Most of my favorite soups have “peasant” origins. From the poorest “peas porridge” to simple black bean, reheated ribollita to wintermelon and stock, this humble fare reminds me that you don’t have to simmer a whole great number of specific things to come away with a really great soup. Especially if your ingredients are great on their own.
Take for example these red peppers, which I was intending to put up in jars. Instead, and in about the same amount of time that task would have taken, I pureed them into a hearty, smoky soup. A rind of parmesan and some veggie stock from the freezer is all the rest that went in.
When roasted, skins blackened to a crisp, red peppers concentrate into powerful slivers of savoriness. Picking the reddest, most firm and enlarged red peppers at the Greenmarket one week, I was tempted to eat them raw. But it had gotten cold already, so a summer vegetable soup seemed like a good transitional dish.
There are a few ways you can roast your red peppers; sometimes, I’ll hold them with tongs over a high gas stove flame, turning them every few minutes to blacken the whole surface. But placing them underneath a broiler and stopping to flip them every few works, too. Once almost all of the skin is blistered, place a cover over the red peppers, or throw them in a plastic bag and twist it shut. The steam will help soften the skins even more, making them easier to peel.
Then the fun part: plop them, skin and seeds removed, into a food processor or blender and whip them up into a slurry. In the meantime, you’ll want to have had a pot of vegetable (or chicken) stock simmering with a particular leftover thing: a rind of parmesan. It’s one sure way to add complexity without hardly any cost.
Finally, you could add a touch of milk, cream or maybe creme fraiche at the end, just like you might add to tomato soup. I just gave my bowl an extra shave of parmesan and grabbed a crust of bread, and settled for less being more.
Roasted Red Pepper & Parmesan Soup
(makes about 4-5 servings)
4 large red peppers
3 cups vegetable or chicken stock
1 rind of parmesan
grated parmesan for garnish (optional)
freshly chopped herbs for garnish (optional)
1/2 cup milk or cream (optional)
salt and pepper to taste
Place the parmesan rind in a medium-large pot with the stock. Bring to a boil, reduce heat to a slow simmer and cover.
Remove stems from peppers and place on a roasting pan so that they are approximately of even height. Broil for 2-3 minutes, or until tops are blackened and crispy. Flip peppers and repeat until blistered and blackened throughout almost all of their skins. Transfer to an airtight plastic bag and seal shut; let sit for 5-10 minutes.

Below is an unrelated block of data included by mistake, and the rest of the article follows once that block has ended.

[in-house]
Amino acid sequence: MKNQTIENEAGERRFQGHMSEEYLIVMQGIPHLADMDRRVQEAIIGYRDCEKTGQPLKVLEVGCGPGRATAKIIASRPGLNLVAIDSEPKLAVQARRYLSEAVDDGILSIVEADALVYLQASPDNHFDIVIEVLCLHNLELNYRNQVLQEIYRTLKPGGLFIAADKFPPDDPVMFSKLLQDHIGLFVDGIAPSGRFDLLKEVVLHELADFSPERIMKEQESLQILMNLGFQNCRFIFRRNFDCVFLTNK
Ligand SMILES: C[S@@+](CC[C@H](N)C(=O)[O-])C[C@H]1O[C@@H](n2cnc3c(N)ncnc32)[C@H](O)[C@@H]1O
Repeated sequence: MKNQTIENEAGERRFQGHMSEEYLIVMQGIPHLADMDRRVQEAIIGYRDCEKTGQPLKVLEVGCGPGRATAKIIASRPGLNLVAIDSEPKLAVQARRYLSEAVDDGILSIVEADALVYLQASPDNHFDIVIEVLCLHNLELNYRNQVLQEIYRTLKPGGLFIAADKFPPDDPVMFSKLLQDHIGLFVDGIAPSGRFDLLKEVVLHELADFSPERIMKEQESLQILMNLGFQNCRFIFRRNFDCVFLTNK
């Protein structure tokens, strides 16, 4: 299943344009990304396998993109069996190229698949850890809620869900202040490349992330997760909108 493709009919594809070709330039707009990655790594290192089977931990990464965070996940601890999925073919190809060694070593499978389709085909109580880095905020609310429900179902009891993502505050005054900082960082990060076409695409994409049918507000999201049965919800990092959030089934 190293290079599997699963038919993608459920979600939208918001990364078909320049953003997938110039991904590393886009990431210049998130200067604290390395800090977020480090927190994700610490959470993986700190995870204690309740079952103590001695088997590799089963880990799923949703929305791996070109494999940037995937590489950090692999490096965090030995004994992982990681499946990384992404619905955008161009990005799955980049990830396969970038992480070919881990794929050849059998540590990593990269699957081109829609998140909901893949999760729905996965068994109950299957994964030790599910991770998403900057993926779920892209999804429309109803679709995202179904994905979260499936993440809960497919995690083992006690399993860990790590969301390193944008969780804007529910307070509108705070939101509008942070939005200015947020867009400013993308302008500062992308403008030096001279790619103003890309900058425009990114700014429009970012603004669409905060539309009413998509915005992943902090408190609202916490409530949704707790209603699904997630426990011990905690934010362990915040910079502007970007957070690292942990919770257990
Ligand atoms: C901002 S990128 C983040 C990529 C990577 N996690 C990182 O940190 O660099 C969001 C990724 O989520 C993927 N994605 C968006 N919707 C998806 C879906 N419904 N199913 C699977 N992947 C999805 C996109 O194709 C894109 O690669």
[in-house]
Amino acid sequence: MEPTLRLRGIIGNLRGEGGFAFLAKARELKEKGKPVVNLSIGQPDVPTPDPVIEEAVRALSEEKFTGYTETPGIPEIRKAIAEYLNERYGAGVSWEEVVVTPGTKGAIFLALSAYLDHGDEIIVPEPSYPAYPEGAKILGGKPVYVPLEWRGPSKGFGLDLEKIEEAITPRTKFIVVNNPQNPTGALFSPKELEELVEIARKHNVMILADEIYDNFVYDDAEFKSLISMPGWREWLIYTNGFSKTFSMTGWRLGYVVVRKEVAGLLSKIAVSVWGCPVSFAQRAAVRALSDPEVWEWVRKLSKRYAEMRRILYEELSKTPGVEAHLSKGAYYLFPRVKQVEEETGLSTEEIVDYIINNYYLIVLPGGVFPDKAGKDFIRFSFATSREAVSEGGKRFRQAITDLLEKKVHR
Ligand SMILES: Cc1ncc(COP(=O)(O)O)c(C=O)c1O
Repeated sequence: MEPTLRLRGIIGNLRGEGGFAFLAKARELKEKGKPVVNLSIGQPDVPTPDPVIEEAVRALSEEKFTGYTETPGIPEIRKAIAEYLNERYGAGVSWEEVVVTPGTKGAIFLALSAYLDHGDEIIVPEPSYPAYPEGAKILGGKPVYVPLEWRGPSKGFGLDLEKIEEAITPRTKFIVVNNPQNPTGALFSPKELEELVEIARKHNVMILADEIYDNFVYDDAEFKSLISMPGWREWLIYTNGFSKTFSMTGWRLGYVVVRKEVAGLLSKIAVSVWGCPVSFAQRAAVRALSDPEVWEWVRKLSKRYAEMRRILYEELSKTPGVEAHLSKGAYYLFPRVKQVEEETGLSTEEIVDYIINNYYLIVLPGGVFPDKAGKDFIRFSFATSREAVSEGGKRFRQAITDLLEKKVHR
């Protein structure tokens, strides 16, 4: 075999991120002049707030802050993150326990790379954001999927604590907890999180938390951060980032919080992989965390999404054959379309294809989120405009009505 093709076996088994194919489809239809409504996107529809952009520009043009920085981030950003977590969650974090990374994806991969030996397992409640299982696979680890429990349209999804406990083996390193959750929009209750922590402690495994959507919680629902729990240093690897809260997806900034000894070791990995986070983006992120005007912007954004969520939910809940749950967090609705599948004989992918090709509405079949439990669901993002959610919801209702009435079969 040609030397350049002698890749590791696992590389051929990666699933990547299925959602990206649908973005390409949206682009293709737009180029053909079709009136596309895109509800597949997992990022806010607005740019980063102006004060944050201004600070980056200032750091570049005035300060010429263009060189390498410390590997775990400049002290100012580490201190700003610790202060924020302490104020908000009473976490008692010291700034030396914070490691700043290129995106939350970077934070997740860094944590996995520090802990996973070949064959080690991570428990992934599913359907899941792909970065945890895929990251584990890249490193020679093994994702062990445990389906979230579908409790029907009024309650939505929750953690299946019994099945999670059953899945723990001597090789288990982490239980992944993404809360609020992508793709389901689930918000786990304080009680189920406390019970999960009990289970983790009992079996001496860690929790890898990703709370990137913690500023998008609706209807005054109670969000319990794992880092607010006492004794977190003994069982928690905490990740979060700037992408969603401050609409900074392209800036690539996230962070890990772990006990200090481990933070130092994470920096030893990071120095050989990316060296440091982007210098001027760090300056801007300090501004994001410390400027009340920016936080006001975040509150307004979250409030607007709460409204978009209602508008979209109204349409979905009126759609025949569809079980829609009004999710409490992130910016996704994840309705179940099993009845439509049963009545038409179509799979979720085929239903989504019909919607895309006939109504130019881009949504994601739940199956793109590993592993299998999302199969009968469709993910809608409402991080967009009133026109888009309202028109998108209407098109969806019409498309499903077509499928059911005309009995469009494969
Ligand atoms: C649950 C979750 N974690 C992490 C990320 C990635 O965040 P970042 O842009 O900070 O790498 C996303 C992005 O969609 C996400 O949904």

Remove peppers and once cool enough to handle, remove seeds, stems and any white parts. Slip off the skins, using a pairing knife for help as necessary (it’s okay if you miss a few parts). Transfer to a food processor and pulse several times until well blended. Transfer mixture to the simmering stock. Season with salt and pepper to taste. Let cook another 20-30 minutes. Remove parmesan rind and add any optional ingredients to serve.
(for 4-5 servings)
4 red peppers (at $3/bag at the Grand Army Plaza Greenmarket): $3.00
3 cups homemade vegetable stock: $1.50
1 parmesan rind: $1.00
salt, pepper, extra parmesan for garnish: $0.30
Four brownie points: Peppers are antioxidant powerhouses, cleansing your body from toxins and free radicals. Red peppers have additional lycopene. While their benefits are bigger when eaten fresh, this soup has little else besides cooked vegetables (from the stock, and peppers) flavored with a little cheese. Nothing mysterious in this pot.
Eight maple leaves: It’s the last hurrah for peppers in the Northeast, so stock up on them to preserve — or make this soup and freeze it, as I ended up doing with leftovers — now. If you’re looking to make vegetable stock and freeze them for yearlong use, you’ll have all of winter to do so, as carrots, celery and root vegetables begin to flood the markets. Even though it’s hardly local, I’ll give points here for using the parmesan rind, something that would otherwise go uneaten. Tip: if you don’t have a wedge of parmesan from which to salvage a rind, I saw just rinds on sale at the Brooklyn Larder, really cheap.